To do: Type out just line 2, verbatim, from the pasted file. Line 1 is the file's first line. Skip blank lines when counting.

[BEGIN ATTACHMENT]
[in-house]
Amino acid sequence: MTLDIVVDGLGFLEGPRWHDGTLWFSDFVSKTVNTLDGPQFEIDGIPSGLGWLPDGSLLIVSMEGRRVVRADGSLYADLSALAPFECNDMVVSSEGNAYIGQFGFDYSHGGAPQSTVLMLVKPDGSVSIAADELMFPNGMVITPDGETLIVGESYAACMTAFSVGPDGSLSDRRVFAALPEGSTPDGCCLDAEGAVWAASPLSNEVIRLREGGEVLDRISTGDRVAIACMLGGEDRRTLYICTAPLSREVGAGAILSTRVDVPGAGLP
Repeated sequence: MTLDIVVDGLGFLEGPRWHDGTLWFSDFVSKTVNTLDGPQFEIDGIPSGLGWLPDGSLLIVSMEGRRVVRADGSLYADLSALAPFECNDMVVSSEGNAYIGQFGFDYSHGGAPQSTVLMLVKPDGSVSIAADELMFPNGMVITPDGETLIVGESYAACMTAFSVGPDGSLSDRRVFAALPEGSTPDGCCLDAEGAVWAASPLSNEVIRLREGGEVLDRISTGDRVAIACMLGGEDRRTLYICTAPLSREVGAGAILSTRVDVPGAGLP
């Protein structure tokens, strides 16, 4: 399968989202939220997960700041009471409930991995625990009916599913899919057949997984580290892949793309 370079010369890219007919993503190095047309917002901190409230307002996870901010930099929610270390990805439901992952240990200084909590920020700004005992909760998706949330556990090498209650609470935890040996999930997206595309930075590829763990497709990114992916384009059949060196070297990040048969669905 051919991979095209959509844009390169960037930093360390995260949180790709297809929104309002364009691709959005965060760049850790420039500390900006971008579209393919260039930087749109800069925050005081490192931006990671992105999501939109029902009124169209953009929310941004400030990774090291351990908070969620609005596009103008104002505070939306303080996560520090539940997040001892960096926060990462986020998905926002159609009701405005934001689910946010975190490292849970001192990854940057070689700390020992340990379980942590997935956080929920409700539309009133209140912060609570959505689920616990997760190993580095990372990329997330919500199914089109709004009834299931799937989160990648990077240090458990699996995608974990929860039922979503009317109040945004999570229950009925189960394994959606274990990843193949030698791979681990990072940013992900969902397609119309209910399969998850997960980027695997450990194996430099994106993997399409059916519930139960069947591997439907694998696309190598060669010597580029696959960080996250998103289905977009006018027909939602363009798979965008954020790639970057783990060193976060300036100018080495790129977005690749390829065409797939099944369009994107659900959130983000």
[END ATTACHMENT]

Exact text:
Amino acid sequence: MTLDIVVDGLGFLEGPRWHDGTLWFSDFVSKTVNTLDGPQFEIDGIPSGLGWLPDGSLLIVSMEGRRVVRADGSLYADLSALAPFECNDMVVSSEGNAYIGQFGFDYSHGGAPQSTVLMLVKPDGSVSIAADELMFPNGMVITPDGETLIVGESYAACMTAFSVGPDGSLSDRRVFAALPEGSTPDGCCLDAEGAVWAASPLSNEVIRLREGGEVLDRISTGDRVAIACMLGGEDRRTLYICTAPLSREVGAGAILSTRVDVPGAGLP